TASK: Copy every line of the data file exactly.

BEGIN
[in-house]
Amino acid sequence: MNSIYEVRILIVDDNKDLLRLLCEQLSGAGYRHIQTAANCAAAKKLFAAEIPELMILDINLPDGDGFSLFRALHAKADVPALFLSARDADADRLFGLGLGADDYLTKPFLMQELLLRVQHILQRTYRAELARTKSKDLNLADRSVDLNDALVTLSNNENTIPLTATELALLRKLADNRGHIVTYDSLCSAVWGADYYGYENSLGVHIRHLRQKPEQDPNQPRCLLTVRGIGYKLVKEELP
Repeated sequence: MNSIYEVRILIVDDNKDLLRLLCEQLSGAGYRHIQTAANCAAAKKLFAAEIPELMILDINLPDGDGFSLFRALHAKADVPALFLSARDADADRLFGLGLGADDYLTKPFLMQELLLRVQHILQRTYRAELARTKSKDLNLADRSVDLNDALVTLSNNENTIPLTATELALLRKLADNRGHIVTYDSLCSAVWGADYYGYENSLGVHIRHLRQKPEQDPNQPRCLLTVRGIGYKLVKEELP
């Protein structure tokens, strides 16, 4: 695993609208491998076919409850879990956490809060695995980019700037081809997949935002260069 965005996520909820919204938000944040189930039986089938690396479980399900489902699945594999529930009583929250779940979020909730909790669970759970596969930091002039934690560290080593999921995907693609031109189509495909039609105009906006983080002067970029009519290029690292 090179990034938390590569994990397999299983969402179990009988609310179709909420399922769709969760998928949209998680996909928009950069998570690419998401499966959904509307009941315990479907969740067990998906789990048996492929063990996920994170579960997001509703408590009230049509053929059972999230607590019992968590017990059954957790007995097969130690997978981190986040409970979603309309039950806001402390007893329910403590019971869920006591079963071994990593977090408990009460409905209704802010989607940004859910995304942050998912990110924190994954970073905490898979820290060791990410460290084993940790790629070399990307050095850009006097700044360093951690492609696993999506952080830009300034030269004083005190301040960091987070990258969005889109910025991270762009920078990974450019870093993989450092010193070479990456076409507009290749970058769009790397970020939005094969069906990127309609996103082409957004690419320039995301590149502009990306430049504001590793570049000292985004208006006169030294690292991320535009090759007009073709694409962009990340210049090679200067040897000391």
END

[in-house]
Amino acid sequence: MNSIYEVRILIVDDNKDLLRLLCEQLSGAGYRHIQTAANCAAAKKLFAAEIPELMILDINLPDGDGFSLFRALHAKADVPALFLSARDADADRLFGLGLGADDYLTKPFLMQELLLRVQHILQRTYRAELARTKSKDLNLADRSVDLNDALVTLSNNENTIPLTATELALLRKLADNRGHIVTYDSLCSAVWGADYYGYENSLGVHIRHLRQKPEQDPNQPRCLLTVRGIGYKLVKEELP
Repeated sequence: MNSIYEVRILIVDDNKDLLRLLCEQLSGAGYRHIQTAANCAAAKKLFAAEIPELMILDINLPDGDGFSLFRALHAKADVPALFLSARDADADRLFGLGLGADDYLTKPFLMQELLLRVQHILQRTYRAELARTKSKDLNLADRSVDLNDALVTLSNNENTIPLTATELALLRKLADNRGHIVTYDSLCSAVWGADYYGYENSLGVHIRHLRQKPEQDPNQPRCLLTVRGIGYKLVKEELP
């Protein structure tokens, strides 16, 4: 695993609208491998076919409850879990956490809060695995980019700037081809997949935002260069 965005996520909820919204938000944040189930039986089938690396479980399900489902699945594999529930009583929250779940979020909730909790669970759970596969930091002039934690560290080593999921995907693609031109189509495909039609105009906006983080002067970029009519290029690292 090179990034938390590569994990397999299983969402179990009988609310179709909420399922769709969760998928949209998680996909928009950069998570690419998401499966959904509307009941315990479907969740067990998906789990048996492929063990996920994170579960997001509703408590009230049509053929059972999230607590019992968590017990059954957790007995097969130690997978981190986040409970979603309309039950806001402390007893329910403590019971869920006591079963071994990593977090408990009460409905209704802010989607940004859910995304942050998912990110924190994954970073905490898979820290060791990410460290084993940790790629070399990307050095850009006097700044360093951690492609696993999506952080830009300034030269004083005190301040960091987070990258969005889109910025991270762009920078990974450019870093993989450092010193070479990456076409507009290749970058769009790397970020939005094969069906990127309609996103082409957004690419320039995301590149502009990306430049504001590793570049000292985004208006006169030294690292991320535009090759007009073709694409962009990340210049090679200067040897000391």